My Marriage This Month – April

Marriage is a relationship and relationships require work and effort. Here’s a practical way for you and your spouse to continue to work on and put effort into your marriage throughout the month that relates to what was discussed at the last Adventures in Marriage!

Week 1: Hopes & Dreams (April 13-19)

THIS WEEK: Take time to ask your spouse what his/her hopes and dreams for the future are. It’s easy to get caught up in the day-to-day routines of marriage and life. This question will help break through the mundane and allow you to pursue your spouse’s soul!

  • Where do you see yourself in 5 years? 10 years?
  • Is there a job or career that you would like to try and work towards?
  • What would you like to accomplish by next year? 5 years? 10 years?

 

Week 2: Another Couple (April 20-26)

THIS WEEK: Find another couple to hang out with! Go to dinner, coffee, dessert or invite them over to your house. It’s easy to forget that we don’t know it all. One of the best ways to learn and grow in your marriage is by learning from others! Allow other couples to speak into your life and marriage and learn from them. 

 

Week 3: Values (April 27-May 3)

THIS WEEK: We all have values but most of us haven’t intentionally identified or recognized them. It will be important for you and your spouse to intentionally identify the important values of your marriage. These values will be a kind of guide and reminder throughout all aspects of your marriage! Take time this week to identify and come up with your own “Marriage Values”!

Examples:

  1. We see our differences as God’s gift to each other.
  2. We schedule time together.
  3. We have learned each others language of love.
  4. We never consider divorce as an option.

Week 4: Daily A’s (May 4-10)

THIS WEEK: Dr. Roger Tirabassi is a counselor who specializes in marriage and family. He discovered that most couples tend to be more courteous before and during the honeymoon. Then after it becomes work to be intentionally courteous with their responses to one another. Dr. Tirabassi developed a simple system that creates a healthy habit in a marriage which he calls “The Daily 5 A’s”. This week, try to do all 5 A’s each day…

The Daily 5 A’s (from Dr. Roger Tirabassi)

  1. Affirmation: “Thank you for _____”, “I appreciated it today when you _______”
  2. Affection: A hug, kiss, massage, etc…
  3. Apology: “Is there anyway I irritated, frustrated or hurt you today?”, “I’m sorry for _______. Will you please forgive me?”
  4. Ask: “Is there anything you would like me to do for you today, tomorrow or this week?”
  5. Amen: “How can I specifically pray for you today?”

From April’s Adventures in Marriage
adventurechurch.org/Couples
Meets the 2nd Thursday of every month
6:30-8pm (Free Childcare)

 

 

Pressing On

When we find ourselves in the midst of hardship and struggles it becomes more and more difficult to press on. The Apostle Paul was no stranger to hardships and struggles. As mentioned in 2 Corinthians 6:1-10; 11:23-28 he experienced: troubles, hardships, distresses, beatings, riots, hunger, dishonor, bad reports, imprisonments, poverty, hard work, shipwrecked, lost at sea, in danger, sleepless nights and regarded as an impostor! But even in the difficulties Paul pressed on. So what was he secret to Keep Calm and Carry On?

VISION (1 Corinthians 9:24-27)

Paul gives us a great image of running the race with our eyes on the prize. When we have a vision we have something to aim for. But the vision isn’t enough. “Vision without implementation is hallucination”. vision-egg and bird paintingPaul speaks to how to implement a vision through strict training and focus. He also mentions the importance of taking care of self. As a Christian, we quickly think “Love God, Love Others”…but what about ourselves. Jesus is clear in Matthew 22:34-40 that yes we should first and foremost love God and secondly love our neighbor as yourself! If there is no love for self then there can be no love for others or for God. Loving yourself has many cultural connotations so we need to understand the Biblical view of loving yourself. To go more in-depth into the Godly way to love yourself checkout my blog on the Replenishment Cycle.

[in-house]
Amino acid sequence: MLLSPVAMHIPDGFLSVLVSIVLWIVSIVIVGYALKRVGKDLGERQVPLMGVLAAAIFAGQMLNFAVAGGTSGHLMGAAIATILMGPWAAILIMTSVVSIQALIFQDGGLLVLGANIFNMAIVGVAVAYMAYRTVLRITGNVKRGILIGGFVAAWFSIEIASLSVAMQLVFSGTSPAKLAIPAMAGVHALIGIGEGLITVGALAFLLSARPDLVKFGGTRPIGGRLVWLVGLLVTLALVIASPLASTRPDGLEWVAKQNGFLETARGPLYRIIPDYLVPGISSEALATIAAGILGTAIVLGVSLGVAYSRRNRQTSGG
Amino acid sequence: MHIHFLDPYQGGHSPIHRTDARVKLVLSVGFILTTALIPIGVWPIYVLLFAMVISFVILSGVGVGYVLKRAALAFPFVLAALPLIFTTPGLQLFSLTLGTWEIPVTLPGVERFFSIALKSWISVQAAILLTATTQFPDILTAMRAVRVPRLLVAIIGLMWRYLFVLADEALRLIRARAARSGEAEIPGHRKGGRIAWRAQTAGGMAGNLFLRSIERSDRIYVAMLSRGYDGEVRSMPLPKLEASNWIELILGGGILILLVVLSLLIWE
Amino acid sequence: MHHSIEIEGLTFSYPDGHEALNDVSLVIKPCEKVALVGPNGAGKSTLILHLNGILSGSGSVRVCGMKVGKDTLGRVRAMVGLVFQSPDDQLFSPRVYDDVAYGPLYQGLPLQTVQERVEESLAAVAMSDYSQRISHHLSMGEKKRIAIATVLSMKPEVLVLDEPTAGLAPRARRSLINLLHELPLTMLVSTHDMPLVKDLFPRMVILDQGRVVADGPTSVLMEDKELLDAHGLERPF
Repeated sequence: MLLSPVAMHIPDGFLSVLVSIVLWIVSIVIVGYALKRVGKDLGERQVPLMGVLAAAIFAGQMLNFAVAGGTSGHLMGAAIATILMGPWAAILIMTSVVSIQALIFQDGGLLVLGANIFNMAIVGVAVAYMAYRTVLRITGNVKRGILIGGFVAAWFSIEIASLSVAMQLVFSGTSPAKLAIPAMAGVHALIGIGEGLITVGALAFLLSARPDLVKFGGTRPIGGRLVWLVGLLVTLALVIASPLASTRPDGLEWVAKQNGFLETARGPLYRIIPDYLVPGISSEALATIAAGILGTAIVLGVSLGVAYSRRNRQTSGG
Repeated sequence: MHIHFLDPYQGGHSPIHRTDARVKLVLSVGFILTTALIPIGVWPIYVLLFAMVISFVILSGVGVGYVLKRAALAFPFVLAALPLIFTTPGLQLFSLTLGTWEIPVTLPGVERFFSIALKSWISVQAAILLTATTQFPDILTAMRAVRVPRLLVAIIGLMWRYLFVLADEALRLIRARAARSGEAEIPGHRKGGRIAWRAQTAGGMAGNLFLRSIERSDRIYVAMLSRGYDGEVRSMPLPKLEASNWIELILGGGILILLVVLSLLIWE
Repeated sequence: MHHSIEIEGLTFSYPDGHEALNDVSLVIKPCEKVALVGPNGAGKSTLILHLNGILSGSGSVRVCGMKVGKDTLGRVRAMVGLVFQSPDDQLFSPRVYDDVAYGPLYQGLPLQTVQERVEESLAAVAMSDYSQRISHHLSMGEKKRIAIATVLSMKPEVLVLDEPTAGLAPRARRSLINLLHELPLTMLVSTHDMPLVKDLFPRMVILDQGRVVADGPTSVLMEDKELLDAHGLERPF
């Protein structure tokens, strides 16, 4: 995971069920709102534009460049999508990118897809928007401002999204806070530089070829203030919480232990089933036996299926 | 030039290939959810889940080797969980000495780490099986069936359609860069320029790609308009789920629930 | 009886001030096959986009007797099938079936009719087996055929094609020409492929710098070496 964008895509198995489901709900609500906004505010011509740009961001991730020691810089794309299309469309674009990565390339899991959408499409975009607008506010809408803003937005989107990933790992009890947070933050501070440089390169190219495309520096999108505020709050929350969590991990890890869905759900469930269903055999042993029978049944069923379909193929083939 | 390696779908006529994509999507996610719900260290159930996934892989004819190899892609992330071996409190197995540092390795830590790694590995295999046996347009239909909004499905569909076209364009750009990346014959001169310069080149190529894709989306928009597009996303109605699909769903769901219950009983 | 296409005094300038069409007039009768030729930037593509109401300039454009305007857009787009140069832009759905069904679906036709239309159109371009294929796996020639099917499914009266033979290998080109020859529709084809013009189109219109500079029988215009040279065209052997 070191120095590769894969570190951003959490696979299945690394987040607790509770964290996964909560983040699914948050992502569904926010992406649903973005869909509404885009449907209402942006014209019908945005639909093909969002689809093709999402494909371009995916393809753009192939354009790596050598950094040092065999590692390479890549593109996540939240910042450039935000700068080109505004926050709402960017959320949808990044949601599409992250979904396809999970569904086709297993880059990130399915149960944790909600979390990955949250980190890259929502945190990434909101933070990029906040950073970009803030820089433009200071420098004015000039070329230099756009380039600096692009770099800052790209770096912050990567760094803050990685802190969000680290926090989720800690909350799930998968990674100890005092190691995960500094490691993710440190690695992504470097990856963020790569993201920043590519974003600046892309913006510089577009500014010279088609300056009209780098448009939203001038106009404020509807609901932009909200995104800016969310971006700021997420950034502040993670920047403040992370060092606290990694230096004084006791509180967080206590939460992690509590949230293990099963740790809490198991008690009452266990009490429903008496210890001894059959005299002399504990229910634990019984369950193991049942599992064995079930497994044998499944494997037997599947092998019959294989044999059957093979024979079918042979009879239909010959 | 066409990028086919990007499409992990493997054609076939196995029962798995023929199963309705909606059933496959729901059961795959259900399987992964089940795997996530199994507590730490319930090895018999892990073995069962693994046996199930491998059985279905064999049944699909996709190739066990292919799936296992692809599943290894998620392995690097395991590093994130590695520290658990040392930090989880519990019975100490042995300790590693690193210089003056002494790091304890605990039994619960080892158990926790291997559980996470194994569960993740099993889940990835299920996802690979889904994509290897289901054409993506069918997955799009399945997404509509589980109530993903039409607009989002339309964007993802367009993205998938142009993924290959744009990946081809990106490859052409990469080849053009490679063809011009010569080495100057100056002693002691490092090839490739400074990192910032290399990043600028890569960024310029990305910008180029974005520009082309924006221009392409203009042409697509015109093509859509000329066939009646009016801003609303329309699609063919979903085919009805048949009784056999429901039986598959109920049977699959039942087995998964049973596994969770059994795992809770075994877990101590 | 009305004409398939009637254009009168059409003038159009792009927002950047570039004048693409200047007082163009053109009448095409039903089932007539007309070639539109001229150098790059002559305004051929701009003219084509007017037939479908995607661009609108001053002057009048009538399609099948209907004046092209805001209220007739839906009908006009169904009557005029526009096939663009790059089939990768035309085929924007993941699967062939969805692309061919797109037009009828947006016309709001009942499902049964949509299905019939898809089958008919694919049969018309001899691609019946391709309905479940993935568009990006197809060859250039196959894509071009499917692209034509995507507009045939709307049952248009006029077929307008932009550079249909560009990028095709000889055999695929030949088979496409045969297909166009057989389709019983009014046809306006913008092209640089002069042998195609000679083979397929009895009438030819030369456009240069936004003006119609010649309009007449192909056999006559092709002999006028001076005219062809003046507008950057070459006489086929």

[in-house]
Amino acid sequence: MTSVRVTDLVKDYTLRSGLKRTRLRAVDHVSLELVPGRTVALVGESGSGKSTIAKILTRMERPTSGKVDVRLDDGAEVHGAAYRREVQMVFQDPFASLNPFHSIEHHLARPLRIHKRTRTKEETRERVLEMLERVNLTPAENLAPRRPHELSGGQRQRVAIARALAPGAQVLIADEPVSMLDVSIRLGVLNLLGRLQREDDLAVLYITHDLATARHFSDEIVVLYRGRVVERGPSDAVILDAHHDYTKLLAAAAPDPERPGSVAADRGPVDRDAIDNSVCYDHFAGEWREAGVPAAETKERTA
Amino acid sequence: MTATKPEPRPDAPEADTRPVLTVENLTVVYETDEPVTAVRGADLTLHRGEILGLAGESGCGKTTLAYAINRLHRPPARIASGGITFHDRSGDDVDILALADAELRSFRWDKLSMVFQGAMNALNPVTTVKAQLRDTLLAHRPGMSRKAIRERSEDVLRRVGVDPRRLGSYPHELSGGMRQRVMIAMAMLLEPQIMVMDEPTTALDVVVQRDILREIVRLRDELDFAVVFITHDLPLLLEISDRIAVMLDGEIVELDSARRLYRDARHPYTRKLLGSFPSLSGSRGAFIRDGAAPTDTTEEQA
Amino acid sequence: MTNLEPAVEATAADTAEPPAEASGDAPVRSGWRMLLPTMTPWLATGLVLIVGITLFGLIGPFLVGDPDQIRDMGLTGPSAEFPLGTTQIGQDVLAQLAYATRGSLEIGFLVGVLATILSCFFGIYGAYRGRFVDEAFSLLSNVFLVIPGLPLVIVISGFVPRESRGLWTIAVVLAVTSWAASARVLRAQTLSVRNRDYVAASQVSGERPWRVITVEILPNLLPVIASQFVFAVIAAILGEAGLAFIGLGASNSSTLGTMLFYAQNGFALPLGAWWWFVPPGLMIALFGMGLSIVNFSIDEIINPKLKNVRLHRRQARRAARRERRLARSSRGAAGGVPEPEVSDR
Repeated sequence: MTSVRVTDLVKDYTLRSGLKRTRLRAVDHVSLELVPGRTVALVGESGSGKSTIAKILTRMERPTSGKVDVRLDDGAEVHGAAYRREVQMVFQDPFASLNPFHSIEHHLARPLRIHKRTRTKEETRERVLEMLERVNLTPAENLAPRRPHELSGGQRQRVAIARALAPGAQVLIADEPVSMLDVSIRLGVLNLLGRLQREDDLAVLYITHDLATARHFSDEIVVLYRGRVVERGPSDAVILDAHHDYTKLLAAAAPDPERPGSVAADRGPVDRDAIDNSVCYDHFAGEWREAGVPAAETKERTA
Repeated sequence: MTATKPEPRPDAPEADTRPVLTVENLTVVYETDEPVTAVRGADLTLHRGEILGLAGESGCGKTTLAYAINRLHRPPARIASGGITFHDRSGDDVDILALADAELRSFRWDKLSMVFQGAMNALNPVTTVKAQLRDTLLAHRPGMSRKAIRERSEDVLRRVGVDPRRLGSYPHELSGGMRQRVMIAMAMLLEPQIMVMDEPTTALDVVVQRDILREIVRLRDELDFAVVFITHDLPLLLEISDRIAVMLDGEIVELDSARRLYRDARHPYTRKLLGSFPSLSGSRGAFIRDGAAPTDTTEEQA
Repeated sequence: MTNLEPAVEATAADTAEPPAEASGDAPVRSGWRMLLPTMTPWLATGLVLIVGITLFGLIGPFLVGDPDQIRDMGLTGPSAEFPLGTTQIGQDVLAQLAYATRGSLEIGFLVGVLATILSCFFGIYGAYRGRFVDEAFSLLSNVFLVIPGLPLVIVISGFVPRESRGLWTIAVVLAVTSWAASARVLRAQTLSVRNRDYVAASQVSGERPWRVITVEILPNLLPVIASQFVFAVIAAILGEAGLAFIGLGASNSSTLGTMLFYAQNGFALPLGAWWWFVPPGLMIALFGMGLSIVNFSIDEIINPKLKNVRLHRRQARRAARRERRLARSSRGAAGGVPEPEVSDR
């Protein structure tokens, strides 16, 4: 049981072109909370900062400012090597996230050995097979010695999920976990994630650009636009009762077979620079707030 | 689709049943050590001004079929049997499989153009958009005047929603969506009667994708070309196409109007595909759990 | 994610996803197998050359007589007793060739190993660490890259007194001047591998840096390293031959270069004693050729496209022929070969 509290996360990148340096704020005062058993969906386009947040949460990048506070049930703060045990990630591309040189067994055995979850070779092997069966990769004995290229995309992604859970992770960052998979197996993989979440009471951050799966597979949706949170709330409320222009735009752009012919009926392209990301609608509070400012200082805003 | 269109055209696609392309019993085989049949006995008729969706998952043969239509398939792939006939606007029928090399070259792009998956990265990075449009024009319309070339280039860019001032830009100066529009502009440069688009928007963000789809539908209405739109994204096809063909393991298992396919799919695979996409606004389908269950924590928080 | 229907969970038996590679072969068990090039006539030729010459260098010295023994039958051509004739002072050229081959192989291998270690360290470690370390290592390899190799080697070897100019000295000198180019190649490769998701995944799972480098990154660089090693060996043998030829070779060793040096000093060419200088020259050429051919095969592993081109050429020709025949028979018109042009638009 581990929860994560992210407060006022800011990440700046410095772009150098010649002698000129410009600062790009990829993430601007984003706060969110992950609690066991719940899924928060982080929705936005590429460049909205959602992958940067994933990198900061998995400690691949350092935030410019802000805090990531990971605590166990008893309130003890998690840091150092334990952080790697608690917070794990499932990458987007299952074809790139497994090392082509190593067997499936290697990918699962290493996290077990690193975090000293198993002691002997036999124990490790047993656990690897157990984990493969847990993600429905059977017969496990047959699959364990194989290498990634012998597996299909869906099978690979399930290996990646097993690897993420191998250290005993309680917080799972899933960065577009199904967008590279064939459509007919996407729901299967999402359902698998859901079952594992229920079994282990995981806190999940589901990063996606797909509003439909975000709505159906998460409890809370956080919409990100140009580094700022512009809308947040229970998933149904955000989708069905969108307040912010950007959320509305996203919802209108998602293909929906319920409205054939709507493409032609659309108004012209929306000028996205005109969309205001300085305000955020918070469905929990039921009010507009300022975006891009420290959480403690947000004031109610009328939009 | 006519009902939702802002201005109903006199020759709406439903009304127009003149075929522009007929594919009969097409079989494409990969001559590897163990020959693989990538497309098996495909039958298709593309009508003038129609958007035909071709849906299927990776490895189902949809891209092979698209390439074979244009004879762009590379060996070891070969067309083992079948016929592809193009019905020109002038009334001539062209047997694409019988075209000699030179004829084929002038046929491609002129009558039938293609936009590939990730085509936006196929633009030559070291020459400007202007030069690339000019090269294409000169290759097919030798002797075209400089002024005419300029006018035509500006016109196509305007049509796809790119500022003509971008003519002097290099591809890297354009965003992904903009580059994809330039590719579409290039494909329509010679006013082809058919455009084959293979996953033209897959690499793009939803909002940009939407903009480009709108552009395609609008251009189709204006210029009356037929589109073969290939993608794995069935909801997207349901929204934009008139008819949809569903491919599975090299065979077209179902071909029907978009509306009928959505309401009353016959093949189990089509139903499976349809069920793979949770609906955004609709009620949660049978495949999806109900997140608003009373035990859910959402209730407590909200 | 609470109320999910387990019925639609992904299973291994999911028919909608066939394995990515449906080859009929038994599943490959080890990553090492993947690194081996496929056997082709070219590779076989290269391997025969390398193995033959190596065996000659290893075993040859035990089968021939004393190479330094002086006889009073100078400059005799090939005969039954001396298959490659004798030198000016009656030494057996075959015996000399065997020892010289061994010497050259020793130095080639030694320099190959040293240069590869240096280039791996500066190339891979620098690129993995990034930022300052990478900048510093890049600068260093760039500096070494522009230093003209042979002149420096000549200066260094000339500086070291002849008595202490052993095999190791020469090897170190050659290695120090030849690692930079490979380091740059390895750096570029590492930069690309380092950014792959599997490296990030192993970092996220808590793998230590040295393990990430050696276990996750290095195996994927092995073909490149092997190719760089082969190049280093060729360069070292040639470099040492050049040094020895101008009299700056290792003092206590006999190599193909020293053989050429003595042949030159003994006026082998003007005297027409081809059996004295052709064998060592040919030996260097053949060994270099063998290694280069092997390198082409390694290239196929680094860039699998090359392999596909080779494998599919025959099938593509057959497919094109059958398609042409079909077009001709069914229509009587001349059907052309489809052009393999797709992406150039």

ENDURANCE (2 Timothy 1:6-8; 4:5-8)

2 Timothy is regarded as Paul’s final letter and his final words to his apprentice he gives very specific instructions and encouragements. To paraphrase, Paul is telling Timothy to endure but in order to endure you need discipline. Endurance comes from discipline. Be disciplined in doing what you were created and made to do. Be disciplined in keeping your head in all situations. Be disciplined in doing the work God called you to do. Be disciplined in bringing others along with you instead of doing it all alone. Endurance is not something that we just muster up or find deep within us. It seems like that is how it works but the reality is our endurance comes out of our discipline. If we want to be able to endure the hardships we must remain disciplined in the off-season and throughout the season.

DEPENDENCE (2 Corinthians 12:9-10)

Even the Apostle Paul was begging for relief! We don’t know what the “thorn in his flesh” was but it was bad enough to beg God to remove it three times! Jesus’ answer is not the answer of relief that we may hope and wish for. He answer’s Paul’s plea by saying, “My grace is sufficient for you”. Paul understands that he is strong and able to endure the more he becomes dependent on Jesus. When we face hardships we say things like, “How did I get here and how am I going to get out of this!?” postturtle-1fr1wp3Paul gives us more insight into this kind of dependence in Philippians 4:12-13 when he says, “I have learned to be content whatever the circumstances…I have learned the secret of being content in any and every situation…I can do all things through Him who gives me strength”. When Paul says “content” he is not referring to being well-pleased, gratified or happy but rather the definition of content here is “independent of external circumstances”. Keep Calm and Carry On by being independent of circumstances and dependent on Jesus!

Sermon Notes from Brian Haas
Adventure Sunday Nights
Series: “Keep Calm & Carry On”
April 6, 2014

Surviving the Storms

We encounter trials, tests, hardships and storms of all kinds throughout our lives. How we respond and interact with these inevitable storms will determine our quality of life and the quality of our relationships. By looking at three storms mentioned in the Gospel of Matthew we can better learn how to respond to the storms of our lives.